Each ABC transmitting node maintains per each connection four state variables: the current send window “snd_wnd”, the congestion window “cwnd”, the slow start threshold “ssthresh”, and the acknowledgment frame count “ack_cnt”. The send window is used, in association with the stop-and-go technique described above in relation to FIG. 7, to implement and end-to-end flow control mechanism. The purpose of the send window is to keep track of the number of frames that the receiver is able to accept at any given time. In contrast, the congestion window defines the maximum number of information frames a sender is allowed to send at any give time. Before transmitting any packet, an ABC transmitting node checks the two windows and selects the smaller of the two. The smaller value is the number of information frames that can be transmitted at that time.
 Referring FIG. 8, an ABC congestion window diagram is shown. The y-axis represents the congestion window which is initialized at one (1). The x-axis represents time expressed in units of Round Trip Time (RTT). With each received acknowledgment frame, the congestion window cwnd is incremented by one. This implies that, under normal circumstances the congestion window grows over time as a power of two. This is clearly shown in FIG. 8, where, at every RTT the congestion window is incremented by one (1), two (2), four (4), eight (8) and sixteen (16). This process, referred to as slow start continues until the congestion window reaches the slow start threshold ssthresh, whose value has initially been set to the value of the send window. During the slow start phase, a transmitting node will quickly reach a state where the transmission of information frames is only governed by the end-to-end flow control, i.e., either by the send window or by the stop-and-go mechanism described earlier.
 However, when a congestion condition is inferred by the sender upon receiving a REJ frame indicating that the receiver is missing one frame, the congestion window is instantly “shrunk” to its initial value (one), allowing the sender to send only one information frame. The slow start threshold is set to one half of the current window (which is the minimum of the congestion and the send window) but never smaller than two (in this case ssthresh2=8). Thereafter, the congestion window is incremented again as acknowledgment frames are again received according to the slow start phase. However, this time the slow start threshold is only 8 frames, therefore the slow start phase lasts for only three RTTs. At this point the congestion avoidance phase starts, during which the congestion window is incremented by one for every RTT. This implies that during the congestion avoidance phase the congestion window increases linearly over time, as clearly shown in FIG. 8. To achieve this, during the congestion avoidance phase, the number of acknowledgment frames received is counted by the variable ack_cnt and, when it becomes equal to the congestion window, it means that one RTT has elapsed. The congestion window is incremented by one and the ack_cnt is reset to zero, to count the acknowledgments frames received during the next RTT. This process continues until either the congestion window becomes equal to the send window, or another congestion condition is detected.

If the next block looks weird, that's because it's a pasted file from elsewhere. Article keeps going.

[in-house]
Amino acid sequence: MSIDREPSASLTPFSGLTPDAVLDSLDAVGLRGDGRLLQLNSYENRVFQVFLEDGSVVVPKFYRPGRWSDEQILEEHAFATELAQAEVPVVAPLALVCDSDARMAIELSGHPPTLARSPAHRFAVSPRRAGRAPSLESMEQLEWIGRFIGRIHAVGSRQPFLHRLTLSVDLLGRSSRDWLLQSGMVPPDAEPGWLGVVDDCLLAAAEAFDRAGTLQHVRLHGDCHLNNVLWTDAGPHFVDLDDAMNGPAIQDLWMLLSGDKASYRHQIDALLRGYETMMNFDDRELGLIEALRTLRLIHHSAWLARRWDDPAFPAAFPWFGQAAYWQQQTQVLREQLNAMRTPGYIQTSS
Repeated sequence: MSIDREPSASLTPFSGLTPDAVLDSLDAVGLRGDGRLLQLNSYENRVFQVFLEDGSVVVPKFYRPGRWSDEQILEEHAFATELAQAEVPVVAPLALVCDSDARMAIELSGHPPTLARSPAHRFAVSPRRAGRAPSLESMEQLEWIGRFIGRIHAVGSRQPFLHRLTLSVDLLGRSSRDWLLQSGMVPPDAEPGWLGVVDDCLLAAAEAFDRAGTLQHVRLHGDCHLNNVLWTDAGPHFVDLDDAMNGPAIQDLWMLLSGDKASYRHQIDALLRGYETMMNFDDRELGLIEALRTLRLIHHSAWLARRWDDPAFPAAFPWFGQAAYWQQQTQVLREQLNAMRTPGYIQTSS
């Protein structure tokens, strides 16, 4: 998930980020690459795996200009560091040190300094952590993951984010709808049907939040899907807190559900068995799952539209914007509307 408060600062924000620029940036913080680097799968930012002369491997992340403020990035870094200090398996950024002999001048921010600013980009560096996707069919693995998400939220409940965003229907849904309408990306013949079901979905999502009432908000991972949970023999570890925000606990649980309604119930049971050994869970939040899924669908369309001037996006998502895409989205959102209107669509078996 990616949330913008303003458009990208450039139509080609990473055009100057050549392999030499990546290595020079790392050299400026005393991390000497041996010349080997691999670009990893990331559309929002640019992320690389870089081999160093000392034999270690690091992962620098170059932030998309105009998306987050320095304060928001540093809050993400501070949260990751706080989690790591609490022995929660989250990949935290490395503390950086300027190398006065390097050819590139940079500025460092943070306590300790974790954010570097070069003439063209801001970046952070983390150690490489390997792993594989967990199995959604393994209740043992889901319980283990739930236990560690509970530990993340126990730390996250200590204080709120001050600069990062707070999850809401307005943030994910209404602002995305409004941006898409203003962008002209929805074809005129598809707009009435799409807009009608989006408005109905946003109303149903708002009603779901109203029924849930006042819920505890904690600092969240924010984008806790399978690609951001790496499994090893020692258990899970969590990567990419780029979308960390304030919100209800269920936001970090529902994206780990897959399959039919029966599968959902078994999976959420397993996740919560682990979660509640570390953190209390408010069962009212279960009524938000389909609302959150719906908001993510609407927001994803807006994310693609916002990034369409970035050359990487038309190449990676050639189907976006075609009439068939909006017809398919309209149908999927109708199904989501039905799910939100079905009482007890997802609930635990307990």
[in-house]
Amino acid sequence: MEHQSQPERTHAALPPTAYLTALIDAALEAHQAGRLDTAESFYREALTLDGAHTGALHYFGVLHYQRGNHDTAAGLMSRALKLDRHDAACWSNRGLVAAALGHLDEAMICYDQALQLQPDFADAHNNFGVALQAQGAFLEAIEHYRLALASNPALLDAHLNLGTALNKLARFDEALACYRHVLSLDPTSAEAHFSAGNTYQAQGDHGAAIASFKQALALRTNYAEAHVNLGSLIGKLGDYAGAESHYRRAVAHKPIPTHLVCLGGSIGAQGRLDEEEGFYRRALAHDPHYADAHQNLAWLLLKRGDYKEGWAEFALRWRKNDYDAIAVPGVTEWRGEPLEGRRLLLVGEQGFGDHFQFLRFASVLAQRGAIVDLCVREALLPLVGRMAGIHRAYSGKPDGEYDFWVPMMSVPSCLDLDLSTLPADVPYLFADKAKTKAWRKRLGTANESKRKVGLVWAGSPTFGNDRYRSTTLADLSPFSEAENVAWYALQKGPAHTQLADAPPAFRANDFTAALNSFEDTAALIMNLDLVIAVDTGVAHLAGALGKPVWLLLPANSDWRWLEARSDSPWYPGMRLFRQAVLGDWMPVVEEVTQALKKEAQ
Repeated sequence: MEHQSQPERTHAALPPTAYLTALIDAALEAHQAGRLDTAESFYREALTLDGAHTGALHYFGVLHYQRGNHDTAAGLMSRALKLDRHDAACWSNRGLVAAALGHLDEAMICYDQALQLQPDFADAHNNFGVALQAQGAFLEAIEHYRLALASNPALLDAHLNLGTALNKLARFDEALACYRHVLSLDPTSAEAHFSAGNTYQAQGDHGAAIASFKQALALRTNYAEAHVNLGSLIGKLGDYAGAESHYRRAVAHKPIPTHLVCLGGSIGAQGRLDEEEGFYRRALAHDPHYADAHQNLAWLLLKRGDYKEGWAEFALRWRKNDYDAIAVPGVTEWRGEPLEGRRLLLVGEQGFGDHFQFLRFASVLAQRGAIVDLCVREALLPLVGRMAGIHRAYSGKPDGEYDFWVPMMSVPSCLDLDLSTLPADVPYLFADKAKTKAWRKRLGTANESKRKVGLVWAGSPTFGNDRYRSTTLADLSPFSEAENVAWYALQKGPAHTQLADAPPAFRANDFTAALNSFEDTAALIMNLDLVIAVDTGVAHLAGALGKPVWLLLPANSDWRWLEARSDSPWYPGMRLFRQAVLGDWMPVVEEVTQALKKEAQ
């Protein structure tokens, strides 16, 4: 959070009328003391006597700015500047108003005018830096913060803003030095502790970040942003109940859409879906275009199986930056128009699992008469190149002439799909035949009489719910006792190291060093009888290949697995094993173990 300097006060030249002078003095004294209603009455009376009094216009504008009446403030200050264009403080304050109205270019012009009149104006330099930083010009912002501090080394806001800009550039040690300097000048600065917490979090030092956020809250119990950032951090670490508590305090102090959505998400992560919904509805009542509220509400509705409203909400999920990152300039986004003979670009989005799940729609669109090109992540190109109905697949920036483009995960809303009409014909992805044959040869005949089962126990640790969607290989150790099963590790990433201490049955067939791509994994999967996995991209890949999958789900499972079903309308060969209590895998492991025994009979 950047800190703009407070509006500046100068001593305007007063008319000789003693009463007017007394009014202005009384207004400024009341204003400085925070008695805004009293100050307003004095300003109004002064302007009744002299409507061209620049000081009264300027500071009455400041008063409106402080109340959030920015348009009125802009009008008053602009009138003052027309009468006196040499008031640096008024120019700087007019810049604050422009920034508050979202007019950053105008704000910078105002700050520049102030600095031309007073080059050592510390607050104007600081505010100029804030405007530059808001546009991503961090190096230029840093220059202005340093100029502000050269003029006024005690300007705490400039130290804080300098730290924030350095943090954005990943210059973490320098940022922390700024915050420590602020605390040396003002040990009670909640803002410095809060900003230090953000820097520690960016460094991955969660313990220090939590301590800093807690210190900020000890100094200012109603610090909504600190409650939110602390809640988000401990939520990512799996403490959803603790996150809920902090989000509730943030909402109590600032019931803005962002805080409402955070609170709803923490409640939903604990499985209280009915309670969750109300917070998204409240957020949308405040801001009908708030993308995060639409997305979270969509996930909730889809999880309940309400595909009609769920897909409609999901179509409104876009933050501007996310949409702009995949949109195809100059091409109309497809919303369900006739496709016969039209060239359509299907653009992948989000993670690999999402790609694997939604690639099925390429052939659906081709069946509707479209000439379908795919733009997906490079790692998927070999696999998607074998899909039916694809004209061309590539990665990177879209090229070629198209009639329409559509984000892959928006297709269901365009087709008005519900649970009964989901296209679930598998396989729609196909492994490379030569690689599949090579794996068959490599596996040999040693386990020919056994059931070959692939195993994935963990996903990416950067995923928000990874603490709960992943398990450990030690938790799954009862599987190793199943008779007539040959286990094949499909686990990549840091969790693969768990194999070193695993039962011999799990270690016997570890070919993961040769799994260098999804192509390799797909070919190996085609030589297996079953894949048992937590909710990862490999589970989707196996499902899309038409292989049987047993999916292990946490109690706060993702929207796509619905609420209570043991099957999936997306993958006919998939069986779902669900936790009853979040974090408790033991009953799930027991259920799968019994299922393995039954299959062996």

In order to prevent multiple transmitters from synchronizing and start retransmission all at the same time (condition which is very likely to happen within a storage system such as that described in the above-identified co-pending application entitled “A Scalable Network Attached Storage System” where all transmitters observed almost the same RTT), a retransmission timer is used. As soon as congestion is detected, the retransmission timer is started and the transmitting node starts the retransmission procedure only after this timer has expired. The value of this timer is a random number picked in the range [0,2N×RTT], where RTT is the typical round trip time of a frame in the system, and N is the number of retransmission attempts for an information frame. The initial value for N is zero and is incremented every time a REJ Supervisory frame for the same sequence number is received. After a successful retransmission, or after receiving a REJ frame for another sequence number, N is cleared. This is an exponential retransmission back-off mechanism similar to one used by Ethernet, which is known to be effective in avoiding the synchronization of multiple transmitters.
 The embodiments of the present invention described above are to be considered as illustrative and not restrictive. The invention is not to be limited to the details given herein, but may be modified within the scope and equivalents of the appended claims.